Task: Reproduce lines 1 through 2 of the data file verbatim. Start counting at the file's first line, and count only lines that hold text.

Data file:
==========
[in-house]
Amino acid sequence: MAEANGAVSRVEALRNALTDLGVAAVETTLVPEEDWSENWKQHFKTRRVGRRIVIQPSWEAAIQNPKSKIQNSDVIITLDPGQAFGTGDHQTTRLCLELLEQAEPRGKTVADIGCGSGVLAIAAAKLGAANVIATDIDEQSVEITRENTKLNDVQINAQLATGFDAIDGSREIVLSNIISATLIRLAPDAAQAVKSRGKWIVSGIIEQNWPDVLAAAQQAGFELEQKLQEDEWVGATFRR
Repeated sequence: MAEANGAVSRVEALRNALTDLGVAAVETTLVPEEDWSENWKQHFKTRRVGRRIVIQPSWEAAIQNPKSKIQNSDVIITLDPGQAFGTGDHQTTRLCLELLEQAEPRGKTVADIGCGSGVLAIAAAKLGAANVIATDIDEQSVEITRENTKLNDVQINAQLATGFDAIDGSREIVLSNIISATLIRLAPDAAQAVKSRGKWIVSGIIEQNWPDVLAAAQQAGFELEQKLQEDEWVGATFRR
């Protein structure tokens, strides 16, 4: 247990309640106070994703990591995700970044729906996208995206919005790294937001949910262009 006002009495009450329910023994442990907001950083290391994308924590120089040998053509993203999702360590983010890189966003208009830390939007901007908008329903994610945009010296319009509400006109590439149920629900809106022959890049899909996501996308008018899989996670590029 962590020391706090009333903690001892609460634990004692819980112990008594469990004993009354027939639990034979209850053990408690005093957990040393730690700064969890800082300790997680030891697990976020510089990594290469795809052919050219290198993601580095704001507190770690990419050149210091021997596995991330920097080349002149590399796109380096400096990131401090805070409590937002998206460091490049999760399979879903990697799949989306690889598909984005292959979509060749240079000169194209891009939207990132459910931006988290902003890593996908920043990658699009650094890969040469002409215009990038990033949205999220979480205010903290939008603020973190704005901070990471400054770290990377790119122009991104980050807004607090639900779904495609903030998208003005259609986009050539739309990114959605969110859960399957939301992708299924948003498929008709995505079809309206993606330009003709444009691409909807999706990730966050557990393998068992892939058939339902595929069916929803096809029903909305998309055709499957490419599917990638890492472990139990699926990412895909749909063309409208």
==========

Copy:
[in-house]
Amino acid sequence: MAEANGAVSRVEALRNALTDLGVAAVETTLVPEEDWSENWKQHFKTRRVGRRIVIQPSWEAAIQNPKSKIQNSDVIITLDPGQAFGTGDHQTTRLCLELLEQAEPRGKTVADIGCGSGVLAIAAAKLGAANVIATDIDEQSVEITRENTKLNDVQINAQLATGFDAIDGSREIVLSNIISATLIRLAPDAAQAVKSRGKWIVSGIIEQNWPDVLAAAQQAGFELEQKLQEDEWVGATFRR